Chock-a-lock-a-love

Finding out that dark chocolate is actually a health food rocked my world. Yes, I said DARK chocolate – the darker the better. Milk chocolate? Nah. White chocolate? Oh, pul-eez. It isn’t even chocolate but basically milk, cocoa butter (has no cocoa) and sugar along with flavorings.

Amazingly, chocolate is an antioxidant which means it gets rid of free radicals which cause disease and aging. Heck, chocolate is even better for you than blueberries, green tea and pomegranates! All this goodness can lower your blood pressure, cholesterol, fight cancer, leap tall buildings in a single bound. You catch my meaning.

There is more but do you really need convincing beyond this?! Dark chocolate is satisfying in small amounts. It will take care of your sweet tooth with little damage to your waistline.

I’ll do what I have to to stave off aging and illness. Bring on the dark stuff.

What in the World Did I Do All Day?

As expected, I didn’t get a lot of comments on my last post. That is fine with me. I have to be at peace with God.

Lately, I’ve been wondering where time is going. I look around and see a house that needs vacuuming and dusting and straightening out in a big way and wonder why it hasn’t gotten done; why I can’t get it done.

As I sit here typing, I realize I could be doing the quiet parts of these tasks (Himself goes to sleep quite early because of his early shift) but here I sit watching tv and keeping up with my “social networks.”

Where did I go wrong? Let’s go over the events of today:

6:00 Woke up before Isabella’s arrival at around 6:20. Made tea and read my Bible.

6:20 Made Bells’ breakfast, prepared her snack for school and got her washed up and ready for school.

7:50 School bus arrived and I blew kisses to my little love. Instead of going back to bed, which I usually do for a few hours, I got ready for the day.

9:15 Started driving to my Weight Watchers meeting and returned the call I missed fifteen minutes earlier from my mother-in-law. Her defibrillator had gone off (for the second time in three weeks) and she needed to go to the doctor. My nephew drove her there and I skipped my meeting and took over at the doctor’s office (this has become my part time job).

11:30’ish At the hospital to have the pacemaker/defibrillator “interrogated” and found that the doctors feel an increase in medication will hopefully do the trick.

12:’ish Got Mom home and made sure she ate and drank a cup of tea. All she wanted to do was sleep so I left for….

12:45’ish …Weight Watchers weigh in…yea! All is good. 47 down and three to go.

1:00 Met a friend to pray for missionaries who are in creative access countries (countries where missionaries are not allowed)

2:00 Nap time for me.

4:40 Emerged from nap and spent time with Isabella and did absolutely nothing else of significance.

I could have gotten things done after my nap but the energy wasn’t there! Even thinking of doing anything makes me cringe inside.

Maybe some day, God willing, I will be blessed with energy. What I am thankful for is the ability to be do what I CAN do.

When I had to go on disability years ago, I never thought it would be for so long. The original reasons for this are still active and have intertwined with fibromyalgia. The times I am needed the most seem to fall on my “good” days and for this I am grateful.

What’s the saying, “Man plans and God laughs?” Ha! So true. I am so very blessed.

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Life Goes On

The last few weeks have flashed by in a whirlwind.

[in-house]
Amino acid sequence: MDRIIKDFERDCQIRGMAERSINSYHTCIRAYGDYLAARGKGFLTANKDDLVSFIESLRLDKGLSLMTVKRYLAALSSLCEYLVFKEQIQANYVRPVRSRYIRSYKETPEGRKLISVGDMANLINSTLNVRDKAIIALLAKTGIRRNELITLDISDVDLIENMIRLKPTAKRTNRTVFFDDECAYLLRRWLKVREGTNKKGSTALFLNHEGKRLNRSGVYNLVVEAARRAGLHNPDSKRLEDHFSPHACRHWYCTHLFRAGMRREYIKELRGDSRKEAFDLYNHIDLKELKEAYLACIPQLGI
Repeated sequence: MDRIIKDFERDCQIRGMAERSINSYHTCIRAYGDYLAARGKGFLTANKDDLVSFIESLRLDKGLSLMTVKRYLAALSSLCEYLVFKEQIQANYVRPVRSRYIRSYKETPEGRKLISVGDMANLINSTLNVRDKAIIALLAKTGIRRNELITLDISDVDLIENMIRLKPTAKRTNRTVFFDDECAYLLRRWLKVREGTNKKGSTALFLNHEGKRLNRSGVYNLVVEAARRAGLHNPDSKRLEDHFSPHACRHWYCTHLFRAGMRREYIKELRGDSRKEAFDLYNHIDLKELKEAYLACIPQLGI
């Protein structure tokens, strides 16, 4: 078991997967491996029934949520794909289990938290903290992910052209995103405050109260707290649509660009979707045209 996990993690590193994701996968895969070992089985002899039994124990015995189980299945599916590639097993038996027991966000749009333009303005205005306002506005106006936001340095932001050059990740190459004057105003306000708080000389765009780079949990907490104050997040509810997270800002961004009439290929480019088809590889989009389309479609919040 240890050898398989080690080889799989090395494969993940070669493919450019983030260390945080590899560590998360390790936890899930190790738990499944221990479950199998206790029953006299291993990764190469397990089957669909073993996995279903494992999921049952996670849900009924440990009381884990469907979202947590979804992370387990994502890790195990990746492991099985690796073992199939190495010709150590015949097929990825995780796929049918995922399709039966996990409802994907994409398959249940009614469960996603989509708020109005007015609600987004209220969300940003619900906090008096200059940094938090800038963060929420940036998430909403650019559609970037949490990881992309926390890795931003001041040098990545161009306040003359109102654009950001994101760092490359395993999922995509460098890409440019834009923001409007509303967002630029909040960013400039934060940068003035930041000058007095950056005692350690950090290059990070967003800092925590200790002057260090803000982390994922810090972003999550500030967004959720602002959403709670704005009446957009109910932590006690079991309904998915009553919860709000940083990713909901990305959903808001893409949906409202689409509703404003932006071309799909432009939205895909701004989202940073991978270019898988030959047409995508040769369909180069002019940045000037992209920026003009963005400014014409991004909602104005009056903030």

The Girl and Bells moved into a new place close by and we helped with that. Exhausting for all involved and we are hoping for the best.

Establishing Isabella in her new schedule at school has been difficult. Instead of being in the contained classroom all day, she has been entering school with the “neuro-typical” (N.T.) class (e.g. regular kindergarten class) and doing all her specials (library, phys. ed., music, etc.) with that class whilst doing her academics in the contained (autism) classroom. Her teacher from last year and the child study team leader felt she was ready for this. However, our nearly always happy girl has shown anxiety like never before.

Fortunately, her child study team leader saw her crying when she was leaving the gym one day and Bells was able to express that it was too noisy and too many kids and whatever else was bothering her. As a result, the team leader was able to ascertain which specials Bells felt comfortable. Things are going a bit better now. Maybe one more week will show a greater change. I want my happy girl back.<ins datetime=”2011-10-16T22:36:47+00:00″>

Yesterday, I gave Himself the day off and went to a wedding and reception with some friends. You know, I just might make a habit of this! We have gone to so many wedding receptions because of the number of children his friends have that it tends to get old. He is older than I am and some of MY friends’ children are of marrying age now. If he isn’t friends as a couple with my friends I will probably go the weddings by myself!

With all that has been going on, I am beat. When you don’t give in to the fatique of fibromyalgia, it will bite you in the bum. Today has been a true day of rest as in staying in bed until mid afternoon and doing no work at all. It’s a crazy balancing act but at least I am not experiencing a lot of pain. Yea! (That was last week when I didn’t give in! Flat on my back and sleeping for a day but that’s okay.)

All in all, life hasn’t been all that bad. Our bellies are full, we have clothing on our backs, a roof over our heads and a loving Father in heaven who meets all our needs.

Blessings to all, g

Ready for the Weekend

Oy, what a long week! Isabella spent two days home from school with a cold. Thankfully, it didn’t turn into anything worse like her mom had.

Saturday mornings are my time to sleep in and make up for the energy I expend during the week. Fibromyalgia doesn’t respect that have “places to go and people to see.” If I didn’t have Saturdays to recharge I would be layed out and unable to do what I have to do.